Monday, July 23, 2012

Is James Holmes Insane?

     Last week's shooting rampage in the suburban city of Aurora, Colorado marks the 21st mass murder involving six or more fatalities since Colorado's Columbine shootings in 1999. In the wake of these killing sprees, the worst being the 32 shot to death in 2007 at Virginia Tech, TV talking heads--psychiatrists, psychologists, and defense attorneys--try to explain why someone would do such a thing. Surely a college kid like James Holmes who murdered 12 and injured 70 people in a movie theater must be insane. No person in his right mind could commit such a cruel, cold-blooded crime.

     People who call James Holmes insane are equating deviant behavior with crazy behavior. Horrible crimes that cannot be rationally explained, or understood by a normal person, are not necessarily committed by individuals who are psychotic, and out of touch with reality. The old law school example of psychotic, homicidal behavior is the man, who while strangling his wife, thinks he's squeezing an orange. Indeed, to be legally insane, the killer must be so mentally impaired that he's incapable of appreciating the criminal nature and quality of his actions. The popular term for this legal standard of insanity is called the right-wrong test.

     To avoid criminal culpability for a criminal homicide on the grounds of insanity, the defendant has the burden of proving (people are presumed sane), by a preponderance of the evidence, that he was so mentally ill he didn't know right from wrong. For defendants raising the insanity defense there is a problem: in reality, even in cases where the defendant at the time of his crime was suffering from some form of schizophrenia, the killer was still aware of the consequences of his act, and that it was wrong. In other words, there is no such thing as a mental sickness that produces a state of mind that meets the legal definition of mental illness. The paranoid schizophrenic who strangles his wife not only knows he not squeezing an orange, he is aware is he killing his wife. And although the devil may have told him to do it, he knows it's wrong because the devil doesn't tell you to do good things.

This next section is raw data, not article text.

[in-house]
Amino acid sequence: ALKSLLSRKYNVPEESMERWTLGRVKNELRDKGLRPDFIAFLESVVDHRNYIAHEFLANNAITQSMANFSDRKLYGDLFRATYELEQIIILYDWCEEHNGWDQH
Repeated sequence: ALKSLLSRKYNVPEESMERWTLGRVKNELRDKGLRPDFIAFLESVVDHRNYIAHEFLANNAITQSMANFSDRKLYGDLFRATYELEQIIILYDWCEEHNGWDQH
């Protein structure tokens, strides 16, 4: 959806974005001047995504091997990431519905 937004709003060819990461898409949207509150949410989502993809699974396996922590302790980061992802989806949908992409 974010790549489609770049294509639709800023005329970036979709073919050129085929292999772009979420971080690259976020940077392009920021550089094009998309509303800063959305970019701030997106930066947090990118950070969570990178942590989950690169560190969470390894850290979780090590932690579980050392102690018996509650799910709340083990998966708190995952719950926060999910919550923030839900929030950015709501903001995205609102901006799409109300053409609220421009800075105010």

In mass murder shooting spree cases involving six or more victims, all of the killers, including James Holmes, carefully planned the attacks. Holmes had prepared for weeks before carrying out his military-style assault. This is not how seriously mentally ill people behave. James Holmes and the other killers, when they committed their mass murders, were sharply in touch with reality. They reveled in their crimes because they knew they were doing something so wrong it would shock the world. In essence, that is the motive for these atrocities, to shock and terrorize.

     James Holmes and his murderous counterparts are known as sociopaths. They are angry, sadistic, narcissists who have no empathy or feelings of guilt. While usually loners, they can be superficially charming, and are often, like James Holmes, extremely intelligent. They possess personality disorders that cannot be fixed through counseling or medication. They are probably born that way, but who knows? Because sociopaths don't walk around in baby-steps looking at the ceiling, talk to themselves or people who don't exist, they are hard to spot. The world is full of jerks. How do you know if one is a sociopath? This is what makes these people so dangerous. Moreover, we seem to be developing into a nation of sociopaths.

     Because criminologists, psychiatrists, psychologists and other helpists hate to admit there are people they can't rehabilitate, they don't buy into the notion that some people are just bad. But that's what they are, evil. And that's how the criminal justice system should deal with them. 

Saturday, July 21, 2012